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Do you live next door to a James Holmes?

Now formally charged with 24 counts of first-degree murder and 116 counts of attempted murder, James Holmes faces a severe sentence. Although he no longer poses a threat to the public, his mere presence reminds us others like him lurk in the shadows. Could a mass murderer be sharing your suburb? Be on the watch for these warning signs.

Aurora Movie Theatre MassacreExtreme intelligence

Prior to the Aurora movie theatre massacre, Holmes — a lifelong honor student — had been a Ph.D. candidate studying neuroscience at the University of Colorado. What would make such a seemingly smart young man commit such an unthinkable crime? We may never know. What is known, however, is that over 90 percent of mass murderers like Holmes boast an extraordinarily high IQ. Perhaps the most publicized example of this phenomenon is “Unabomber” Ted Kaczynski, whose IQ tested at genius level when he was only in fifth grade.

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Lack of social skills

Despite being extremely smart, many mass murderers live on the outskirts of society. They don’t quite fit in — they simply lack the ability to relate to others, which frequently leads to poor performance in school or at work. Mass murderer Seung-Hui Cho committed the largest campus shooting to date in 2007 when he fatally shot 32 fellow students and wounded 25 others at Virginia Tech. In the aftermath, it came to light that several professors had previously expressed concerns about the sullen loner who often disrupted class. Holmes, likewise, has been portrayed as a quiet outcast.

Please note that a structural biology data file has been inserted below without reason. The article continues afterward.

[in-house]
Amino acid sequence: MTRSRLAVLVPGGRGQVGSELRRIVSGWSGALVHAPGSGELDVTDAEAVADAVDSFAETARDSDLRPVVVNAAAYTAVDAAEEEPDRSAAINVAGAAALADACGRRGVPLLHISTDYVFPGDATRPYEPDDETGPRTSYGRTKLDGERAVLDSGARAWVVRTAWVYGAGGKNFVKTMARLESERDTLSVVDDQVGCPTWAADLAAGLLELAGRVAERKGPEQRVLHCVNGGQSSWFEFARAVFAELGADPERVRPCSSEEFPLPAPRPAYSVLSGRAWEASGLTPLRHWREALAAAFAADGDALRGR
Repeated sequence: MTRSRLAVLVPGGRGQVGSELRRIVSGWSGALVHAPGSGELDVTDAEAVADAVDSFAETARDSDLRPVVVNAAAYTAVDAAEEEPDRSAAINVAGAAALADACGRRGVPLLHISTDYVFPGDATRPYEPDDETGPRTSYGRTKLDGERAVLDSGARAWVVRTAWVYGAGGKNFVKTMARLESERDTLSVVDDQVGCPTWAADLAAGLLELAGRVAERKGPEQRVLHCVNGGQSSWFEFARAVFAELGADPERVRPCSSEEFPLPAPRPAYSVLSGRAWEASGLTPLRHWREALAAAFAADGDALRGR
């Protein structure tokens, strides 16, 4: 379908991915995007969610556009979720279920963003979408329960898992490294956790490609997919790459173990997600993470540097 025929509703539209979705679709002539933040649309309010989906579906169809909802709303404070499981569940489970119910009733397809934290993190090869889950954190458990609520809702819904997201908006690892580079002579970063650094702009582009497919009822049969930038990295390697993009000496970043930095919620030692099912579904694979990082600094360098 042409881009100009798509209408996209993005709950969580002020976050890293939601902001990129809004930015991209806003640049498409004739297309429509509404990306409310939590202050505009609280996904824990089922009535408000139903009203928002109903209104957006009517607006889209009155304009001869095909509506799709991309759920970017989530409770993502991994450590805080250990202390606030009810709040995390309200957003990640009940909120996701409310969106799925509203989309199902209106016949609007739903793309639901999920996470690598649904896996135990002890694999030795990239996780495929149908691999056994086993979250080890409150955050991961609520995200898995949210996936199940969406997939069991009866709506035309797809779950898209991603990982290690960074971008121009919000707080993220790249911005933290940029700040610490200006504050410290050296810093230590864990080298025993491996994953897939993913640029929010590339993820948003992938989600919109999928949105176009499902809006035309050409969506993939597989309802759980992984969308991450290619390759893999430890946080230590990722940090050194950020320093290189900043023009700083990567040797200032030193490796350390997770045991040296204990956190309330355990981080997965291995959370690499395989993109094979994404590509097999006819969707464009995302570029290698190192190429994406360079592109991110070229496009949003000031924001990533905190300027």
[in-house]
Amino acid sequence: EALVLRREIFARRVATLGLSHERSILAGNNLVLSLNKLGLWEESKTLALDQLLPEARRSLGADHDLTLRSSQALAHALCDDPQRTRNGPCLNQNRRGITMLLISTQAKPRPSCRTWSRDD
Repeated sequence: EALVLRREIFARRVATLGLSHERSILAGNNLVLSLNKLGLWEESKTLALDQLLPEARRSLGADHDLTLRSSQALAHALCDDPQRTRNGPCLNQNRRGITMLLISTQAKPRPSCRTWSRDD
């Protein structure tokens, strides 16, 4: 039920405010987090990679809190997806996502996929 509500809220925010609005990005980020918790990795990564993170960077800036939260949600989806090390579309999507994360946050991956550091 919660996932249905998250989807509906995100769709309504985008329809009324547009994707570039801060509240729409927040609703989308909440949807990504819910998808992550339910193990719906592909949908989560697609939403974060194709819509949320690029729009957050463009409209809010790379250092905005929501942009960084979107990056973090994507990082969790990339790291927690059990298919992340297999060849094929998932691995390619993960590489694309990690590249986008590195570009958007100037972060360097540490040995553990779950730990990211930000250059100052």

Inability to handle perceived rejection

In 2009, George Sodini walked into a Pennsylvania fitness center and opened fire. Before taking his own life, he took the lives of three women and wounded nine others. Sodini’s blog, which was examined in the ensuing investigation, revealed an intense anger towards women, whom he felt didn’t give him the time of day. Like Sodini, many mass murderers kill for “revenge.” They target those they blame for their problems: Family, coworkers, even specific subsets of strangers. They often openly chronicle their animosity, as Sodini did, by talking or writing obsessively about being victimized or disrespected.

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Overt, irrational rage against authority figures

While many people express distrust or displeasure with authority figures, mass murderers can be completely consumed by their hatred towards members of the establishment. In April of 2009, Jiverly Antares Wong entered the American Civic Association Immigration Center in New York and began gunning people down, ultimately killing 13 and wounding four. Several days later, a local TV station received a letter from Wong postdated before the attack. In it, he directly blamed the shooting on an undercover police officer who Wong claims harassed him. Coworkers say he also, at times, “joked” about assassinating the President.

An unsettling vibe

Unfortunately, there is no cookie cutter package or set of warning signs that make mass murders preventable. While it’s true that most of these killers are single white males in their 20s or 30s, exceptions to the rule make it impossible to pinpoint a prototype. Each individual mass murderer indoctrinates their crime with their unique history and personal beliefs.

So how do we protect ourselves from such senseless attacks? The best rule of thumb is to trust your instincts. If you can’t shake the feeling something is wrong, chances are something is indeed wrong. And, if you think you know someone who may be a danger to himself or to society, always (always!) voice your concerns to someone — the life you save may be your own.

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